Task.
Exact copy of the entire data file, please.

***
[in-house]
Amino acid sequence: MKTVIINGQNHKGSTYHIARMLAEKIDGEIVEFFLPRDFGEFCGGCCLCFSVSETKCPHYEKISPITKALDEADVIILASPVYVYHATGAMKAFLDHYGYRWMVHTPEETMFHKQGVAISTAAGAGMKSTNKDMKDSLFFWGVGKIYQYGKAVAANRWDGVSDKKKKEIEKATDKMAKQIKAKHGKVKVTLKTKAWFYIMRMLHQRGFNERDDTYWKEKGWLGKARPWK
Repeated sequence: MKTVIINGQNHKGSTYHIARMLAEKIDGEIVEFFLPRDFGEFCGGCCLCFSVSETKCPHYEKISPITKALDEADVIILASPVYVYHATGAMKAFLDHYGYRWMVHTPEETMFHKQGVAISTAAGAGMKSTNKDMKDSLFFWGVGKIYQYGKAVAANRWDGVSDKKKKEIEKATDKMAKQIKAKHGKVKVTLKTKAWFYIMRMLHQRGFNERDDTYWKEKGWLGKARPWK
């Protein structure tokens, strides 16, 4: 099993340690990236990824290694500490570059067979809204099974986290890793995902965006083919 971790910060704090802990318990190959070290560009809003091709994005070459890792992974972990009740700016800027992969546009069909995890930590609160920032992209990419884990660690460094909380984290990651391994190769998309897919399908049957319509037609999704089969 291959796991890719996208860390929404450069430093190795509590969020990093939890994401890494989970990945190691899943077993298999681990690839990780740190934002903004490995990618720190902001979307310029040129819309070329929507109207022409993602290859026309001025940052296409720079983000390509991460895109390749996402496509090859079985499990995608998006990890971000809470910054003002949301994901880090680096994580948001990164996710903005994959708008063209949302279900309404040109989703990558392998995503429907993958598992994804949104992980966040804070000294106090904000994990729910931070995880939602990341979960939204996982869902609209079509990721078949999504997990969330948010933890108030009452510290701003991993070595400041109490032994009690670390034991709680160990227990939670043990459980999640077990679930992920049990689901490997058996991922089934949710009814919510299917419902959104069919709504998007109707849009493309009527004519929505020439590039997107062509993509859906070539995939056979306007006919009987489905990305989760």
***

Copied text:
[in-house]
Amino acid sequence: MKTVIINGQNHKGSTYHIARMLAEKIDGEIVEFFLPRDFGEFCGGCCLCFSVSETKCPHYEKISPITKALDEADVIILASPVYVYHATGAMKAFLDHYGYRWMVHTPEETMFHKQGVAISTAAGAGMKSTNKDMKDSLFFWGVGKIYQYGKAVAANRWDGVSDKKKKEIEKATDKMAKQIKAKHGKVKVTLKTKAWFYIMRMLHQRGFNERDDTYWKEKGWLGKARPWK
Repeated sequence: MKTVIINGQNHKGSTYHIARMLAEKIDGEIVEFFLPRDFGEFCGGCCLCFSVSETKCPHYEKISPITKALDEADVIILASPVYVYHATGAMKAFLDHYGYRWMVHTPEETMFHKQGVAISTAAGAGMKSTNKDMKDSLFFWGVGKIYQYGKAVAANRWDGVSDKKKKEIEKATDKMAKQIKAKHGKVKVTLKTKAWFYIMRMLHQRGFNERDDTYWKEKGWLGKARPWK
């Protein structure tokens, strides 16, 4: 099993340690990236990824290694500490570059067979809204099974986290890793995902965006083919 971790910060704090802990318990190959070290560009809003091709994005070459890792992974972990009740700016800027992969546009069909995890930590609160920032992209990419884990660690460094909380984290990651391994190769998309897919399908049957319509037609999704089969 291959796991890719996208860390929404450069430093190795509590969020990093939890994401890494989970990945190691899943077993298999681990690839990780740190934002903004490995990618720190902001979307310029040129819309070329929507109207022409993602290859026309001025940052296409720079983000390509991460895109390749996402496509090859079985499990995608998006990890971000809470910054003002949301994901880090680096994580948001990164996710903005994959708008063209949302279900309404040109989703990558392998995503429907993958598992994804949104992980966040804070000294106090904000994990729910931070995880939602990341979960939204996982869902609209079509990721078949999504997990969330948010933890108030009452510290701003991993070595400041109490032994009690670390034991709680160990227990939670043990459980999640077990679930992920049990689901490997058996991922089934949710009814919510299917419902959104069919709504998007109707849009493309009527004519929505020439590039997107062509993509859906070539995939056979306007006919009987489905990305989760």